In recent years, there has been a significant increase in activity to provide energy to low-income households and communities in developing countries, through micro-grids and other methods. Unfortunately, beyond LED lighting and mobile phone charging, there has been limited practical exploration of how access to energy can improve the lives of people in developing countries. While studies have shown some improvement in people's lives as a result of this increase in access to lighting, there have been few studies evidencing broader improvement due to energy access. Indeed, adoption of renewable energy has been very low in these countries. This low adoption is especially surprising in light of several studies, which have found that energy can represent one of the largest markets within the Bottom of the Pyramid (the poorest households in our global society). Even as organizations working on the energy access issue wrestle with struggling business models for clean energy distribution, we believe a critical portion of the solution lies elsewhere; and it is receiving scant attention.
We believe the primary reason for the low adoption of renewable energy is that there are very few low-energy low-cost products available to-or made for-the poor in developing countries. Energy itself doesn't change people's lives; rather, it is what people use the energy for that does change lives: household appliances, workplace machines, clinical/medical devices, etc. Unfortunately, there is very limited understanding of the many market segments represented by the global poor, and of what types of powered appliances and products might change the quality of their lives (and, ideally, their economic condition). For example currently, more than two-thirds of births in developing countries occur at home, because poor off-grid communities cannot afford to build clinics with expensive medical devices which also require electricity. New low-cost, low-energy medical devices (e.g., solar-powered infant incubators) would make it possible to build clinics at a dramatically lower cost (as low as 10% of current costs). This would allow women to give birth at clinics instead of homes, and the medical devices in these clinics would lead to faster and more effective intervention during birth emergencies. Since these devices could be solar-powered, they would also significantly reduce the need for non-renewable energy.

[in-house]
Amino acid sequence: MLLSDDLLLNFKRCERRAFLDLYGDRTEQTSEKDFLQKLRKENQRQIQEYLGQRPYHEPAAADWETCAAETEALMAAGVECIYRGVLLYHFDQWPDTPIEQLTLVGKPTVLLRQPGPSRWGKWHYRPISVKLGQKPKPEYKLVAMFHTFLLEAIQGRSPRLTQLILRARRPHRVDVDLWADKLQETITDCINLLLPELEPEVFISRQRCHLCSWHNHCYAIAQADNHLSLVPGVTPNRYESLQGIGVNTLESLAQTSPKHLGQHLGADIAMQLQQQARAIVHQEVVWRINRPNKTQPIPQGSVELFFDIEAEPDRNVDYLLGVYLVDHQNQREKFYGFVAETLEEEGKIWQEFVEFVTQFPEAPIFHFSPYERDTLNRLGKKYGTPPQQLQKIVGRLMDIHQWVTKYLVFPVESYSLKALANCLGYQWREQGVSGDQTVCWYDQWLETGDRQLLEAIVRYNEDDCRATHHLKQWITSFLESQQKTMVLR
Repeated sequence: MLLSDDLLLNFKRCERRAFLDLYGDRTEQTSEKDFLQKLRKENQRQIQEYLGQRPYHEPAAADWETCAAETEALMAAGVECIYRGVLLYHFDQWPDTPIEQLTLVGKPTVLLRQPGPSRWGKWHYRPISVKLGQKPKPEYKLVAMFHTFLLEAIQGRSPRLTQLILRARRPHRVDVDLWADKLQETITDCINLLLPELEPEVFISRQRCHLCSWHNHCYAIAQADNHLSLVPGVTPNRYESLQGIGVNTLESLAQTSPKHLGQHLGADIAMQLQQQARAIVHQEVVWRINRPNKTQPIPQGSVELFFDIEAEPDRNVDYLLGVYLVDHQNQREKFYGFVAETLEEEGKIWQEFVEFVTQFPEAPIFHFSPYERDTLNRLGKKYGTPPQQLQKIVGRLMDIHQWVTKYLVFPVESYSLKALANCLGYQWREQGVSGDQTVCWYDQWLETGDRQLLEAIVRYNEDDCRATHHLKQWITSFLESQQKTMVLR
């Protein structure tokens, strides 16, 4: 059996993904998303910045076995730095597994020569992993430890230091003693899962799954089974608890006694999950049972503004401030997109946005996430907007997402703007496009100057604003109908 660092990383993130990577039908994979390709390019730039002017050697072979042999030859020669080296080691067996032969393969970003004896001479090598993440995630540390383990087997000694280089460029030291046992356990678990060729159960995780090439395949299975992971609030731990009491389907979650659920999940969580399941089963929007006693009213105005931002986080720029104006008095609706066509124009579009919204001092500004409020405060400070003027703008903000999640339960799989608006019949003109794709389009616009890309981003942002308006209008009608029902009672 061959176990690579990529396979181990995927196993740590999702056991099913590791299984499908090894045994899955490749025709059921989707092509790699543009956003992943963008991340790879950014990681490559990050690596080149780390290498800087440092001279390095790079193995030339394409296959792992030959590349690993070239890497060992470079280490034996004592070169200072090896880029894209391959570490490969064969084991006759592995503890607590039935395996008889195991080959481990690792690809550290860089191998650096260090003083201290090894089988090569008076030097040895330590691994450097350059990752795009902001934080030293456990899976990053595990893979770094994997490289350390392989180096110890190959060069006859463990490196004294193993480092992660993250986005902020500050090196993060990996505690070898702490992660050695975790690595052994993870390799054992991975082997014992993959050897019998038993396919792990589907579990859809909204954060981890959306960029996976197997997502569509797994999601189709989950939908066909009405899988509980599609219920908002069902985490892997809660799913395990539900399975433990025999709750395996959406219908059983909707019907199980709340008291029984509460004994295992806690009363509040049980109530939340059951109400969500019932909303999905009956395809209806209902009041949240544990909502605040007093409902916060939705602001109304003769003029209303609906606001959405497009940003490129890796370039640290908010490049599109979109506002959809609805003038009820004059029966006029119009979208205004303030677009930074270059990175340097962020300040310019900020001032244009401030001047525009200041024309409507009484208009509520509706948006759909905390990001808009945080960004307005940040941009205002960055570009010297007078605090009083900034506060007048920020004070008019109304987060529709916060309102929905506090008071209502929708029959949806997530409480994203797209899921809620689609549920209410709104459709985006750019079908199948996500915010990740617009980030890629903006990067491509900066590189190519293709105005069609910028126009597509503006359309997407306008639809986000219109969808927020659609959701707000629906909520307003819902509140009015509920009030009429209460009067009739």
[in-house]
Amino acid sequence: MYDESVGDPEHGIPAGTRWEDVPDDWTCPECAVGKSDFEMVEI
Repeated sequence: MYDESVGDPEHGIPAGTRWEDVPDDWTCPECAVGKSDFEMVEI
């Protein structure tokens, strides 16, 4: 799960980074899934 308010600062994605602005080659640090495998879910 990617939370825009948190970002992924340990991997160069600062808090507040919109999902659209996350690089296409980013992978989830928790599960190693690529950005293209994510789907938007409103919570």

The low power incubator is something some early research suggests may be appropriate, but this project as a whole is about setting up research to really understand the detailed needs of the BoP market, and then responding to them with innovative design on an ongoing basis. We strongly believe that demand for renewable energy-and the impact of clean energy access-will significantly increase if a new generation of demand-driven, affordable, low-power products were available. A core component of our project is the creation of Innovation Hubs in countries like Kenya and India. Working with key private and public sector partners, these hubs are intended to be centers-of-excellence which can:
(a) conduct ongoing market research on BoP segments, demands and needs
(b) produce low-cost, energy-efficient appliances (in collaboration with supply chain partners)
(c) lend technical expertise to public, private and academic institutions interested in BoP market insights.
Private-sector companies do not traditionally invest in the R&D required to build such products for the BoP, because those markets are highly unpredictable, and because profit margins can be low. As a result, virtually all private sector investments in developing countries are targeting the emerging middle class, rather than the poor. We believe that the market insights we will generate from this project will give private sector companies market intelligence that currently does not exist.